A Minnesota Court Rules Pre-Kindergarten Instructors Should Be Excluded From A Teacher Collective Bargaining Unit
For many Michigan school districts, pre-kindergarten instructors are usually included in a teacher/professional collective bargaining unit. The state of Minnesota has adopted a contrary viewpoint. The Minnesota Court of Appeals ruled that a school district could exclude pre-kindergarten instructors from its teacher collective bargaining unit. Independent School District No. 622 v North St. Paul Maplewood Oakdale Education Association, No. A15-1164 (Minn. Ct. App., May 16, 2016). The Minnesota Court of Appeals affirmed a decision by the Minnesota Bureau of Mediation Services (Minnesota's equivalent to the Michigan Employment Relations Commission (MERC)) which ruled that instructors in a school district's pre-kindergarten program should not be included in a teacher bargaining unit. Initially, the school district did require teachers assigned to teach in its pre-kindergarten program to hold a state teaching license, but after two years the school district eliminated this requirement for pre-kindergarten instructors. The school district excluded its pre-kindergarten instructors from the teacher bargaining unit, and the education association challenged this decision by filing a clarification petition.
Minnesota's Public Employment Labor Relations Act (PELA) specified that an appropriate bargaining unit for a school district was one that included all teachers in the district. Thus, a key issue was the definition of "teacher." Since, by state law, pre-kindergarten instructors were not required to be licensed, the Minnesota Court of Appeals ruled that pre-kindergarten instructors did not fit the definition of teacher. The Minnesota court rejected the education association's other arguments, including that pre-kindergarten instructors had to be licensed under federal law pursuant to Title I programs. The court determined that only teachers working in a Title I preschool program must meet Title I requirements for a highly qualified teacher. This requirement did not apply to the actual pre-kindergarten instructors. Since pre-kindergarten instructors were not required to be licensed by state or federal law, or by the school district's board of education's policies and requirements, the pre-kindergarten instructors did not satisfy the definition of teacher and, therefore, were properly excluded from the collective bargaining unit.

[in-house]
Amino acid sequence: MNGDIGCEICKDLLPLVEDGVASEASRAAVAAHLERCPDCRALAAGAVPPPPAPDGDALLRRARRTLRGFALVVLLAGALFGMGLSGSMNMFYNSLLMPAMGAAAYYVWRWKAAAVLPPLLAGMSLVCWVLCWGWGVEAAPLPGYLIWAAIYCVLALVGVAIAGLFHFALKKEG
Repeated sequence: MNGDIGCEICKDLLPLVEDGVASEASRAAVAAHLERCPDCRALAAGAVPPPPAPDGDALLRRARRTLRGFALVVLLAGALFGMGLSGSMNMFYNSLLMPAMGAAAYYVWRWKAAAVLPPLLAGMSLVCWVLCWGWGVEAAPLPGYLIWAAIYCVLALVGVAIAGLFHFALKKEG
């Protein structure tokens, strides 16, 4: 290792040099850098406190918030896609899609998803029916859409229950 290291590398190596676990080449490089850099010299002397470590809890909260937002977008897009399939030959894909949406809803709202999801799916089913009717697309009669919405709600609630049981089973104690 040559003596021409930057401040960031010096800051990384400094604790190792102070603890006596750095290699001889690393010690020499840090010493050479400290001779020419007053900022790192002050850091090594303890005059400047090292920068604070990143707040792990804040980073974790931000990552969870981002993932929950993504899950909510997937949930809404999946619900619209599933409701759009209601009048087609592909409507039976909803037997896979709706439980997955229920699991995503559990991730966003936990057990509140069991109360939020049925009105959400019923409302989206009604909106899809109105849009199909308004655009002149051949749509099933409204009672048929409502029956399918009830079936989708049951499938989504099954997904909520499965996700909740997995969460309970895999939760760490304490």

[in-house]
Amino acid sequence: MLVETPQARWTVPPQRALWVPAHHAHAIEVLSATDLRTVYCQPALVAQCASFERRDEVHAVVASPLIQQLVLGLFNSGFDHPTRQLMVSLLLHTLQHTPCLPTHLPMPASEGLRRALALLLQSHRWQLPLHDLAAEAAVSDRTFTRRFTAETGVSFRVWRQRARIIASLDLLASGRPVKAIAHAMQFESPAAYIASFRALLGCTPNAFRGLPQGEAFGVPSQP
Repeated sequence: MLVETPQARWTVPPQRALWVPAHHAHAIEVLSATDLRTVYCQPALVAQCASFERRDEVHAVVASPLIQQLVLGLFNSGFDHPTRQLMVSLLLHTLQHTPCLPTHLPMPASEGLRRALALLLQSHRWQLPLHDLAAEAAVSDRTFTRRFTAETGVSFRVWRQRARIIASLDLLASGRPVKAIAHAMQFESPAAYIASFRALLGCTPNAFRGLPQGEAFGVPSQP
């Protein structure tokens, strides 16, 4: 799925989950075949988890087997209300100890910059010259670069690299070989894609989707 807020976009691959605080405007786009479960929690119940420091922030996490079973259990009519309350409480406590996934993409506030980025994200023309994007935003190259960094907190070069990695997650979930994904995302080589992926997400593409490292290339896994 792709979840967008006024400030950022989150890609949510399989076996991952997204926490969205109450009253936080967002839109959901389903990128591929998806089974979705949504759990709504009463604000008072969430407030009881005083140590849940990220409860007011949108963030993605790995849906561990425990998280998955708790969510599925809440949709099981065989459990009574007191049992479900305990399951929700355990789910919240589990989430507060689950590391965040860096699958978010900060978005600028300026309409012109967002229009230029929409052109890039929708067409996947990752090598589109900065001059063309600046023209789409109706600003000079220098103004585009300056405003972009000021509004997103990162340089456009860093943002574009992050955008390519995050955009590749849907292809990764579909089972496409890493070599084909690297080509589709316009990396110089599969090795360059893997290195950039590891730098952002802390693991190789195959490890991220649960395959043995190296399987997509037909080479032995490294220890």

Although it is uncertain whether the Minnesota decision would be followed by MERC and Michigan courts, school districts should consider state licensing requirements for pre-kindergarten instructors as they evaluate their placement in the appropriate collective bargaining unit. If you have any questions regarding this decision, please contact your Clark Hill education practice group attorney.